EMV Migration Forum White Paper for ATM Owners and Issuers Answers Key Questions Surrounding EMV PIN Change at the ATM

Princeton Junction, N.J., April 1, 2015 – Many U.S. issuers and acquirers currently do not offer PIN change at the ATM, and industry stakeholders often ask if an EMV migration project is a good time to implement this service to offer added convenience to cardholders. The EMV Migration Forum released today a white paper to provide guidance for ATM owners and issuers who are contemplating implementing PIN change at the ATM as part of, or subsequent to, their U.S. EMV migration.

The white paper, “Implementing EMV at the ATM: PIN Change at the ATM,” was developed by the Forum’s ATM Working Committee and can be downloaded on the EMV Connection website at www.emv-connection.com/implementing-emv-at-the-atm-pin-change-at-the-atm/.

“In order to make an informed decision, it is important for ATM owners and issuers to understand how this service functions in the magnetic stripe world today, and what should be considered when deciding if, where, when and how to offer PIN change at the ATM when implementing EMV chip technology,” said Randy Vanderhoof, director of the EMV Migration Forum. “This white paper answers these key questions and provides guidance through the decision and implementation of PIN change at the ATM.”

While PIN change at the ATM is not mandated by any of the payment networks, it provides cardholders with the convenience of self-service, and it is important that all stakeholders consider how important it is for the consumer to have a consistent and positive experience. This service also provides a convenient way for an issuer to deliver PIN change and PIN unblock issuer scripts to a chip card.

The white paper also covers other major considerations, including:

  • PIN change in the magnetic stripe and EMV environments: where PIN change can be offered; PIN change transaction flow; cardholder verification methods (CVMs); offline PIN management; comparison of flow between magnetic stripe and chip transactions; managing offline PIN within the chip; unblocking the offline PIN
  • Current global payment network offerings supporting PIN change: American Express; Discover; MasterCard; Visa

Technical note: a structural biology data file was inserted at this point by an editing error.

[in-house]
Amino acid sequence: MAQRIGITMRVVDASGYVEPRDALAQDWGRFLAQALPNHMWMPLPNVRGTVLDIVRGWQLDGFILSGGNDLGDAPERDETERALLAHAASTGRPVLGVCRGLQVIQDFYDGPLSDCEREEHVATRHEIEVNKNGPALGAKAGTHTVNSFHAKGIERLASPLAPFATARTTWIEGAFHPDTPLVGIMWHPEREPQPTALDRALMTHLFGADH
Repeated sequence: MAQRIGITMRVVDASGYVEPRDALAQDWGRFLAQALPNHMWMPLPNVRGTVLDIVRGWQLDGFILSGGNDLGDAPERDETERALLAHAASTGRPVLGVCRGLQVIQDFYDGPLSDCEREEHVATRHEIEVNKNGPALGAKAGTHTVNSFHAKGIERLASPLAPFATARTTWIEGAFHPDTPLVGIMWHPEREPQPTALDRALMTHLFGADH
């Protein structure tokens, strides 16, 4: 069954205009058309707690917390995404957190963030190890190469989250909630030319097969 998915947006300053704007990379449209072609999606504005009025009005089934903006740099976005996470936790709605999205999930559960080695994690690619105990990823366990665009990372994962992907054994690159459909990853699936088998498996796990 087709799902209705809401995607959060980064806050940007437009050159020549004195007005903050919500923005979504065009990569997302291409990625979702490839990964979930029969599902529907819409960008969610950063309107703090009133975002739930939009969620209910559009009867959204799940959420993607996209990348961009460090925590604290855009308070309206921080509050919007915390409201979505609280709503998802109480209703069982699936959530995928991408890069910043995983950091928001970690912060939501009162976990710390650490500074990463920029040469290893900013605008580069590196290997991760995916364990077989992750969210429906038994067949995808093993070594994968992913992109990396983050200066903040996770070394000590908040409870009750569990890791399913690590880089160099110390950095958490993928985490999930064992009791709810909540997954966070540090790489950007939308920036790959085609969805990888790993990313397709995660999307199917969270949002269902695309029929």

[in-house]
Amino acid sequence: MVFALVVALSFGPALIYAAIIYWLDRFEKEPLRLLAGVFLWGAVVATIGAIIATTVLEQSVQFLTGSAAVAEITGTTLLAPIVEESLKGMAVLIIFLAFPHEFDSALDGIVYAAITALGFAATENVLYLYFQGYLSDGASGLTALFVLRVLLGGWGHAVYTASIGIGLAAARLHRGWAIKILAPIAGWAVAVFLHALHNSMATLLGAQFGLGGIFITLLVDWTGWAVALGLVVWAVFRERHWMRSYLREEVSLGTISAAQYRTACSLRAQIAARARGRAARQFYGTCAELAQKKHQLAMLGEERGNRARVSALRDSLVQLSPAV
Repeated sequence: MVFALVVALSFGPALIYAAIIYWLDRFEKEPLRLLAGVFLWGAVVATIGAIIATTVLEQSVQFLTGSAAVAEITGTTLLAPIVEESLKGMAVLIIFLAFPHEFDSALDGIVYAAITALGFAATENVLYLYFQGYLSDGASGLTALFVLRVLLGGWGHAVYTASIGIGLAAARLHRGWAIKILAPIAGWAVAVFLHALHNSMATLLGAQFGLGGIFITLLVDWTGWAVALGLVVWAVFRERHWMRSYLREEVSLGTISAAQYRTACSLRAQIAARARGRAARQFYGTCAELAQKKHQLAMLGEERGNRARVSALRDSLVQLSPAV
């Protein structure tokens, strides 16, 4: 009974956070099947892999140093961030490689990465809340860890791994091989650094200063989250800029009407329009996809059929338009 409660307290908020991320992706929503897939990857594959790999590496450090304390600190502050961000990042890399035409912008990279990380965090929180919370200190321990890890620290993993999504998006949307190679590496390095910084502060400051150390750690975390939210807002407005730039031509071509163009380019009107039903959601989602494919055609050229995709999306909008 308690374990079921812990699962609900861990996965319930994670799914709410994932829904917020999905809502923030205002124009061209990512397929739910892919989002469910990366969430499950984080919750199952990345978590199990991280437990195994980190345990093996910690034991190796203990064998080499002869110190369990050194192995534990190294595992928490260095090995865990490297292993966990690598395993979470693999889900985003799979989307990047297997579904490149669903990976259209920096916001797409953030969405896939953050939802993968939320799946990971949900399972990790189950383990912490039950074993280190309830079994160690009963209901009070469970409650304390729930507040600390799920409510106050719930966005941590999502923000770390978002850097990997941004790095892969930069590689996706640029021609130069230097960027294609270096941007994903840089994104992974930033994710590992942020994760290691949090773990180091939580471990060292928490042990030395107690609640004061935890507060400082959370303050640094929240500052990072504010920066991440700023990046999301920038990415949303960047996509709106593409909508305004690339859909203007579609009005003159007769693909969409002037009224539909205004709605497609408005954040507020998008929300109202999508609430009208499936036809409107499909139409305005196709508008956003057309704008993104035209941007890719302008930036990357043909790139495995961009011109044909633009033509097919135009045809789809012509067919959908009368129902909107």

• Key decisions and additional considerations for ATM owners and issuers: PIN change at the ATM: yes or no; card and terminal technology; tracking bad PIN tries; special scenarios

“This PIN change resource is a direct result of the support and contributions from many Forum members who generously volunteered their time and expertise to completing this project. This white paper provides ATM owners and issuers with a valuable reference to PIN change at the ATM,” said Ron Schnittman, co-chair of the ATM Working Committee and ATM network manager at Bank of America.

The white paper, “Implementing EMV at the ATM: PIN Change at the ATM,” was developed by the EMV Migration Forum’sATM Working Committee and led by Deborah Spidle, Paragon Application Systems, and Marc Cleven, Visa Inc. For more information on the ATM Working Committee, visit http://www.emv-connection.com/us-payments-forum/working-committees/.


About U.S. EMV Chip Migration

Commonly used globally in place of magnetic stripe, EMV chip technology helps to reduce card fraud in a face-to-face card-present environment; provides global interoperability; and enables safer transactions across contact and contactless channels. Chip implementation was initiated in the U.S. market in 2011 and 2012 when American Express, Discover, MasterCard and Visa announced their roadmaps for supporting a chip-based payments infrastructure. Acquirer processor readiness mandates to support EMV were established for 2013, with liability shifts for managing fraud risk in a face-to-face environment set for 2015.


About the EMV Migration Forum

The EMV Migration Forum is a cross-industry body focused on supporting the EMV chip implementation steps required for payment networks, issuers, processors, merchants, and consumers to help ensure a successful introduction of more secure chip technology in the United States. The focus of the Forum is to address topics that require some level of industry cooperation and/or coordination to migrate successfully to chip technology in the United States. For more information on the EMV Migration Forum, please visit http://www.emv-connection.com/us-payments-forum/.



Michael Smith
Montner Tech PR
[email protected]

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